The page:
The skeleton of fins are elongated and is supported with soft or unsegmented rays called ceratotrichia, filaments of elastic protein that resembles horny keratin in hair or feathers. Mostly, sharks have eight fins. They could drift away from objects in front of them as their fins do not allow them to move in tail first direction. They have complex dermal corset which is made of flexible collagenous fibers or arraged as helical network surrounding its body. It acts as outer skeleton which provides attachment for its swimming muscles and saves energy. Its dermal teeth provide hydrodynamic advantages that lower turbulence when swimming.

Tails

Tails support thrust, make speed or accelerates dependent on tail shape. The shape caudal fin considerably varies between shark species due to its evolution in separate environment. It possess heterocercal caudal fin in which dorsal portion which is usually larger than ventral portion. It is as the shark’s vertebral column extends to dorsal portion that provides greater surface area for attachment of muscles. It allows effective locomotion among negatively buoyant cartilaginous fish. Most bony fish acquire homocercal caudal fin.

Tiger sharks has large upper lobe allowing for slow cruising and outbreak of speed. It must be able to twist & turn easily in water when hunting in order to support varied diet. Porbeagle shark has large lower lobe that hunts schooling fish such as herring and mackerel to assist keep pace having its fast swimming prey. The tail adaptations assist shark to catch prey more directly such as usage of thresher shark for its powerful and elongated upper lobe amaze fish and squid.

Reproduction

They are K-selected reproducers i.e. they produce small number of well-developed young aversed to large number of poorly develop young. Its fecundity ranges from 2 to more than 100 young per reproductive cycle. In comparison to other fish, sharks mature slowly.

Feeding

Sharks are carnivorous. Basking sharks, megamouth sharks and whale sharks have evolved independently different strategies for filter feeding plankton. Basking sharks forms ram feeding, whale sharks use suction to take in small fishes and plankton and megamouth sharks make suction feeding with the use of luminescent tissue inside its mouths for attracting prey in the deep ocean. This type of feeding need gill rakers—long, slender filaments which form efficient strainer—analogous to the baleen plates of great whales. Shark catches plankton in these filaments & swallows from time to time in enormous mouthfuls. These species have small teeth because they are not required for feeding. Great white shark is not an apex predator like many other sharks.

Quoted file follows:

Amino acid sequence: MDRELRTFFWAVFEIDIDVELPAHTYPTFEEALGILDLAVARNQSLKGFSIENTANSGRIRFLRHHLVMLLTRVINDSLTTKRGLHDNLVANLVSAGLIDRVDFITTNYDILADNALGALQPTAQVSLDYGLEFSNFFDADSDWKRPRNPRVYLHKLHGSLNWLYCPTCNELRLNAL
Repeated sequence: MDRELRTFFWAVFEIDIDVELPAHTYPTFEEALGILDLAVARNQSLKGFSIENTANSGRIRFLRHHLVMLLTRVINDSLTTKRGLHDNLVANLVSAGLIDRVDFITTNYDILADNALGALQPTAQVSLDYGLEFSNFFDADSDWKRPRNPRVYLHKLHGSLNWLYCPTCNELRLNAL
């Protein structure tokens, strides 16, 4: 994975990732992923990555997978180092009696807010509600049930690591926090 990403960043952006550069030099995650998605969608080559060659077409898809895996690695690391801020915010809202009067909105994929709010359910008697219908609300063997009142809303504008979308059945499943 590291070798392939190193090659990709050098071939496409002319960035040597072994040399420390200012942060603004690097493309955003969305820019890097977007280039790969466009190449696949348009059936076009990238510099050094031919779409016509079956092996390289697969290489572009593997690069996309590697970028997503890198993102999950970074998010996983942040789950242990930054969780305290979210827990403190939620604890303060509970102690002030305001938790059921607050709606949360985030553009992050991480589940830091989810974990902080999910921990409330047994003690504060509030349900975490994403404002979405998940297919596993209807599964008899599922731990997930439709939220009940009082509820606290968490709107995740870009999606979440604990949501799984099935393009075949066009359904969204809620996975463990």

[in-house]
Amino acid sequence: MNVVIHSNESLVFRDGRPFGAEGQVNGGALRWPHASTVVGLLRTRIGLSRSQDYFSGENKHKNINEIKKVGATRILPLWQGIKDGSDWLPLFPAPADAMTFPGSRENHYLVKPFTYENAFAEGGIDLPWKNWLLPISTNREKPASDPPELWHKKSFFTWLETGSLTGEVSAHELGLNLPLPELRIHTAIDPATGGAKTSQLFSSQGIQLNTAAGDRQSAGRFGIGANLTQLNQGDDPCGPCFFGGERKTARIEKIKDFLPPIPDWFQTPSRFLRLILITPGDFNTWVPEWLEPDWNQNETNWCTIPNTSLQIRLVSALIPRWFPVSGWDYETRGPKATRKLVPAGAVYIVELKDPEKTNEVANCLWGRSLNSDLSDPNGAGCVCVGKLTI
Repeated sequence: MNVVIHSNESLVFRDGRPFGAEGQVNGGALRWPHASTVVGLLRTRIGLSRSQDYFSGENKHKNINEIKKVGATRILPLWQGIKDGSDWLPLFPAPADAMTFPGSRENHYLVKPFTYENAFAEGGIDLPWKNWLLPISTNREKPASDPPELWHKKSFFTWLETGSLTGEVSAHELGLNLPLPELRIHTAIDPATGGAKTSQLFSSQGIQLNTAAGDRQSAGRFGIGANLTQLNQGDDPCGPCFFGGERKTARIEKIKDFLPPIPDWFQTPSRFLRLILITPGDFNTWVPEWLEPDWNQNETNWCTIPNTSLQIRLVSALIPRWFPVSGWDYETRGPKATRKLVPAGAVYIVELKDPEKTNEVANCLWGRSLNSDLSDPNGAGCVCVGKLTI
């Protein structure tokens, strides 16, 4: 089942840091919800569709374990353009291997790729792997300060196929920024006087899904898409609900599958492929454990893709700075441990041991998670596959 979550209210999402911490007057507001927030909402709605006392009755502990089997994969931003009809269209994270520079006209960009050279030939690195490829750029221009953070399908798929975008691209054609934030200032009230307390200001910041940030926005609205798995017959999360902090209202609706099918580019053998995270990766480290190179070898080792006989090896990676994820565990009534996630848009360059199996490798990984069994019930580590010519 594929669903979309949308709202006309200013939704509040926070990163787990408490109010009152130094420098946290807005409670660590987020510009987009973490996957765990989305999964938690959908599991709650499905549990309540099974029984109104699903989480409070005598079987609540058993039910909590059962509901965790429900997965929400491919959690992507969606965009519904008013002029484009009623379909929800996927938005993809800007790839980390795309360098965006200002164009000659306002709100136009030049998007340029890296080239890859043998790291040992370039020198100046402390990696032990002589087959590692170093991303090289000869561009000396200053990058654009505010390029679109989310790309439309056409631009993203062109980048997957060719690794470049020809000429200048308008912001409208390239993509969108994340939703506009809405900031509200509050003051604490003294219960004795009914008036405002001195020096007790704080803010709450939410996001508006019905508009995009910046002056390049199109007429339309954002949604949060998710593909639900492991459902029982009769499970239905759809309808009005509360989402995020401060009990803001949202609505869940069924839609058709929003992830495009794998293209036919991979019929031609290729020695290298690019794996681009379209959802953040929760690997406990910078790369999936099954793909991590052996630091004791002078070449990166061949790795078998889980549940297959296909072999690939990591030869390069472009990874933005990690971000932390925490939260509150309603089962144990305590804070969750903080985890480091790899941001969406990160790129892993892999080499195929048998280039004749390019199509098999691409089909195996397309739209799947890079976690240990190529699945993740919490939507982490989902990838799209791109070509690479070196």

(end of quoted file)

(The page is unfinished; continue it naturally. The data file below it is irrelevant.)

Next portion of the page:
Seabed dwelling species are effective ambush predators. Wobbegongs and angel sharks use camouflage lie in wait and inhale prey into their mouths. Benthic sharks feed solely on crustaceans which are crushed with its flat molariform teeth. Sharks feed on fish or squid which are swallowed whole. Viper dogfish could be point outwards to strike and capture prey which are then swallowed intact. Thresher sharks use its long tails to shock shoaling fishes and either stirs prey from seabed and slash at swimming prey with its tooth studded rostra. Sharks such as whitetip reef shark are cooperative feeders and hunt in packs to herd or capture elusive prey. It is often migratory and travel huge distance around ocean basins in large schools.          

Behavior

More than half of the sharks are not harmful to the people and occasionally attacks them. White shark is the most dangerous fish with sharp teeth which could rip off chunks of flesh from animals. It hunts tuna, sea lions and other sharks. Even they have attacked human beings notably when they are worried and hungry. Noises, movement and blood in the water provoke sharks and make them attack.

Range and habitat